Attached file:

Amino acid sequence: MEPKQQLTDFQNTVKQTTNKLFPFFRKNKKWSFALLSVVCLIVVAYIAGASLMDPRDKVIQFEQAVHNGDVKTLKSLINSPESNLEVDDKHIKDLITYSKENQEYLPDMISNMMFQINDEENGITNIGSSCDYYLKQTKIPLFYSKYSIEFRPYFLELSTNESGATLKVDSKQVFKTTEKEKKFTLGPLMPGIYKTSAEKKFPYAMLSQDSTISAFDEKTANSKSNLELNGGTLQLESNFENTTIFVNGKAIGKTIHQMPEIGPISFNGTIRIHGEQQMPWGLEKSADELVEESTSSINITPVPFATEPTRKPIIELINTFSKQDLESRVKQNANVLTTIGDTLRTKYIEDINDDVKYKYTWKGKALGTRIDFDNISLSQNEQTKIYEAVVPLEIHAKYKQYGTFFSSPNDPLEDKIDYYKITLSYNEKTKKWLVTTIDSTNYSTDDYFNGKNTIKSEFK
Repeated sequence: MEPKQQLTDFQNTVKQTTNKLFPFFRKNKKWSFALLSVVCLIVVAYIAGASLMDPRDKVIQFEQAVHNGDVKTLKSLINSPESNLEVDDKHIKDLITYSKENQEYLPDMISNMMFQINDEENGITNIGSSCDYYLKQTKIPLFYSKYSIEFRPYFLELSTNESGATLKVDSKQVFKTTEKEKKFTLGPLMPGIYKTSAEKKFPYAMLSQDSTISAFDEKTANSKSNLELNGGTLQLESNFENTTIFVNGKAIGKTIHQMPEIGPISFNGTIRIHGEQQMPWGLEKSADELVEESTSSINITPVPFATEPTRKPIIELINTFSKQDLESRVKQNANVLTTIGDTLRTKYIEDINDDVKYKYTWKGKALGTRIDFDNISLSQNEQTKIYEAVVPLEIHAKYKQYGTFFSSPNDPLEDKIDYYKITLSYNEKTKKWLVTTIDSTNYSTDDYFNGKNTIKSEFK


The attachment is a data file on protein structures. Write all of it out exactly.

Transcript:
Amino acid sequence: MEPKQQLTDFQNTVKQTTNKLFPFFRKNKKWSFALLSVVCLIVVAYIAGASLMDPRDKVIQFEQAVHNGDVKTLKSLINSPESNLEVDDKHIKDLITYSKENQEYLPDMISNMMFQINDEENGITNIGSSCDYYLKQTKIPLFYSKYSIEFRPYFLELSTNESGATLKVDSKQVFKTTEKEKKFTLGPLMPGIYKTSAEKKFPYAMLSQDSTISAFDEKTANSKSNLELNGGTLQLESNFENTTIFVNGKAIGKTIHQMPEIGPISFNGTIRIHGEQQMPWGLEKSADELVEESTSSINITPVPFATEPTRKPIIELINTFSKQDLESRVKQNANVLTTIGDTLRTKYIEDINDDVKYKYTWKGKALGTRIDFDNISLSQNEQTKIYEAVVPLEIHAKYKQYGTFFSSPNDPLEDKIDYYKITLSYNEKTKKWLVTTIDSTNYSTDDYFNGKNTIKSEFK
Repeated sequence: MEPKQQLTDFQNTVKQTTNKLFPFFRKNKKWSFALLSVVCLIVVAYIAGASLMDPRDKVIQFEQAVHNGDVKTLKSLINSPESNLEVDDKHIKDLITYSKENQEYLPDMISNMMFQINDEENGITNIGSSCDYYLKQTKIPLFYSKYSIEFRPYFLELSTNESGATLKVDSKQVFKTTEKEKKFTLGPLMPGIYKTSAEKKFPYAMLSQDSTISAFDEKTANSKSNLELNGGTLQLESNFENTTIFVNGKAIGKTIHQMPEIGPISFNGTIRIHGEQQMPWGLEKSADELVEESTSSINITPVPFATEPTRKPIIELINTFSKQDLESRVKQNANVLTTIGDTLRTKYIEDINDDVKYKYTWKGKALGTRIDFDNISLSQNEQTKIYEAVVPLEIHAKYKQYGTFFSSPNDPLEDKIDYYKITLSYNEKTKKWLVTTIDSTNYSTDDYFNGKNTIKSEFK